The proposed case-control study is designed to assess the relation of long- term oral contraceptive use to the incidence of choriocarcinoma and invasive hydatidiform mole, the most serous manifestations of gestational trophoblastic disease. A total of 340 cases (90 choriocarcinomas and 250 invasive moles), admitted to any of six regional centers for the treatment of trophoblastic disease or registered by the Massachusetts Tumor Registry, will be studied. One control, identified through random-digit dialing, will be enrolled for each case. Controls will be matched to the cases on geography, age at the time of the most recent pregnancy (or earliest molar pregnancy) and calendar year of that pregnancy. Information on the factors of interest and factors that may confound or modify their relation to risk will be obtained by personal interview. Detailed data on the timing and duration of oral contraceptive use will be collected. In addition, data will be obtained on several measures of sexual activity so that sexual activity, a marker for exposure to infectious agents, can be evaluated as an independent risk factor and controlled as a potential confounder. Invasive mole and choriocarcinoma are serious diseases affecting young women and requiring treatment by chemotherapy. Although the incidence is low in North America and Europe, it is higher in other parts of the world such as Southeast Asia. Almost nothing is known about the etiology of these diseases. Research efforts in the past have focused on treatment; epidemiologic studies have been few and most have been small. In the course of making multiple comparisons in a case-control study of several cancers, we observed an unexpected association between long-term oral contraceptive use and gestational trophoblastic disease. Since then, an association with oral contraceptive use was observed in two recently completed case-control studies, one a study of prevalent cases of choriocarcinoma in the United States, and the other, a study of incident cases of invasive mole and complete hydatidiform mole in China. The latter findings underscore the importance of conducting the proposed study, which will permit a thorough exploration of the relation between oral contraceptive use and trophoblastic disease, as well as providing information on other suspected risk factors such as body size, parity, ABO blood group, and carotene intake.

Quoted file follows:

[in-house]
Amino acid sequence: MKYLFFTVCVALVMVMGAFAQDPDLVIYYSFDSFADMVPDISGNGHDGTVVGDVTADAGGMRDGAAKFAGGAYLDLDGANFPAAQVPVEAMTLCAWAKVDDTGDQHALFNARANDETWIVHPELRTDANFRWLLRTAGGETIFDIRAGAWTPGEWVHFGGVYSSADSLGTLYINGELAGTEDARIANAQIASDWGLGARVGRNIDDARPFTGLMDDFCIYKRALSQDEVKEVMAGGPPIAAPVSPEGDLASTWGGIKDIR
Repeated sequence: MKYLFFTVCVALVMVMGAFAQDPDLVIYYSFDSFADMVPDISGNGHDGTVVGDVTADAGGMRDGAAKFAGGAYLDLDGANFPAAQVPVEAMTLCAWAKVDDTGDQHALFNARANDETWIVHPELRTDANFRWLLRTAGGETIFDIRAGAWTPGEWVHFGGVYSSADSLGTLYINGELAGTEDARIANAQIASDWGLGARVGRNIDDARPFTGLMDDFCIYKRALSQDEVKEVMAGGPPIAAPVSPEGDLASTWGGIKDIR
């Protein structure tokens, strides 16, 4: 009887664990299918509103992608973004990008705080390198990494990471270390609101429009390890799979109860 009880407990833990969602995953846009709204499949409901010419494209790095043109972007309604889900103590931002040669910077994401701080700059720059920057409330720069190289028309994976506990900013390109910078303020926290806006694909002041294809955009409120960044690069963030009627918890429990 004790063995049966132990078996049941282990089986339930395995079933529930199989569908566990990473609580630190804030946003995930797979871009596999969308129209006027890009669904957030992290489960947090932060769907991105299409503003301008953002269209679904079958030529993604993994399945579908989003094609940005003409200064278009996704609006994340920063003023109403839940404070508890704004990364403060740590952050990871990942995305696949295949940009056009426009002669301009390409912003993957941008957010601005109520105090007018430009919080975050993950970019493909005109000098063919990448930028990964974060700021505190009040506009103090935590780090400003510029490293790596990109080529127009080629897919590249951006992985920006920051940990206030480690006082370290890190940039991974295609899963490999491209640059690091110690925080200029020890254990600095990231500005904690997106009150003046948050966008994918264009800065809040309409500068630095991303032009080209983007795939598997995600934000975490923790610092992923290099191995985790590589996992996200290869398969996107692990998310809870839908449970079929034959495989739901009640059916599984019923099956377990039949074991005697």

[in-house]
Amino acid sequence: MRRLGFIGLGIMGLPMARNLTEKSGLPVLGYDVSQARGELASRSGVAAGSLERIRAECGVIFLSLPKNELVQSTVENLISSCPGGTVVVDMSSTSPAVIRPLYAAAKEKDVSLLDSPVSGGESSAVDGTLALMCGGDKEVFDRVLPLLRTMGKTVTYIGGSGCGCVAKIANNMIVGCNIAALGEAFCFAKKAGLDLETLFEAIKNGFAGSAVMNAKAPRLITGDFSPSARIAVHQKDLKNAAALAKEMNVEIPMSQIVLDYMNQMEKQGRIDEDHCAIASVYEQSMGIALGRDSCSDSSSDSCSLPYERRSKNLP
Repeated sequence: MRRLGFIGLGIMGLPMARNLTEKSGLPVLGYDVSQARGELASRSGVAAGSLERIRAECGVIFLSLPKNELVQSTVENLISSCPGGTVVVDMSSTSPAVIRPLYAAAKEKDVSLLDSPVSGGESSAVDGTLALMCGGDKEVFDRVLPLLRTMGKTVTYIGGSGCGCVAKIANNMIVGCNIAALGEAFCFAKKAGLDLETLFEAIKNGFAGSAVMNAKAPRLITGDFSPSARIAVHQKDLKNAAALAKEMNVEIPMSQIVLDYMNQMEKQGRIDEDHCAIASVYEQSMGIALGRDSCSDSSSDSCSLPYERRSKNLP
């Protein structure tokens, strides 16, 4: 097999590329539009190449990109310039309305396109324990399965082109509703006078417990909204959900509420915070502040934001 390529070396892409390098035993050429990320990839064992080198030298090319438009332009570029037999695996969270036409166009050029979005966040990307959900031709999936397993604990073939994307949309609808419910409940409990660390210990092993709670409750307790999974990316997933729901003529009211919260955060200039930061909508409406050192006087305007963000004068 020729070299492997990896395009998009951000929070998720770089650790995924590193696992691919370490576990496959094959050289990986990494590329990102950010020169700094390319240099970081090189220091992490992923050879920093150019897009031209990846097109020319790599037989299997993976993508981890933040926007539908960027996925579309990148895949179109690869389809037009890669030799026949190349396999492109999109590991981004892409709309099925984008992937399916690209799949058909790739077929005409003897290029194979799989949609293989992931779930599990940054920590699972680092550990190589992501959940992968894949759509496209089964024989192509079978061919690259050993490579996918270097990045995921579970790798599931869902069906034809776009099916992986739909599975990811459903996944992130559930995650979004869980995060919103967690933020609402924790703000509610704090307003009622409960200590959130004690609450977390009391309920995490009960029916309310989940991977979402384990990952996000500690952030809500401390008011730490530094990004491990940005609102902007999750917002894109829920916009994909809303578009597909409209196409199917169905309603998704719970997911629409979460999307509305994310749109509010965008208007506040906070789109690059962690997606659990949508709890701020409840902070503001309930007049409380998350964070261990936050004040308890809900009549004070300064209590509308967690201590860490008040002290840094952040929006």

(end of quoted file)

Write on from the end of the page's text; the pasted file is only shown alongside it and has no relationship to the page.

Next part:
National Institute of Health (NIH)
National Cancer Institute (NCI)
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Epidemiology and Disease Control Subcommittee 2 (EDC)
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Boston University
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Palmer, J R; Driscoll, S G; Rosenberg, L et al. (1999) Oral contraceptive use and risk of gestational trophoblastic tumors. J Natl Cancer Inst 91:635-40
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Rosenberg, L (1993) Hormone replacement therapy: the need for reconsideration. Am J Public Health 83:1670-3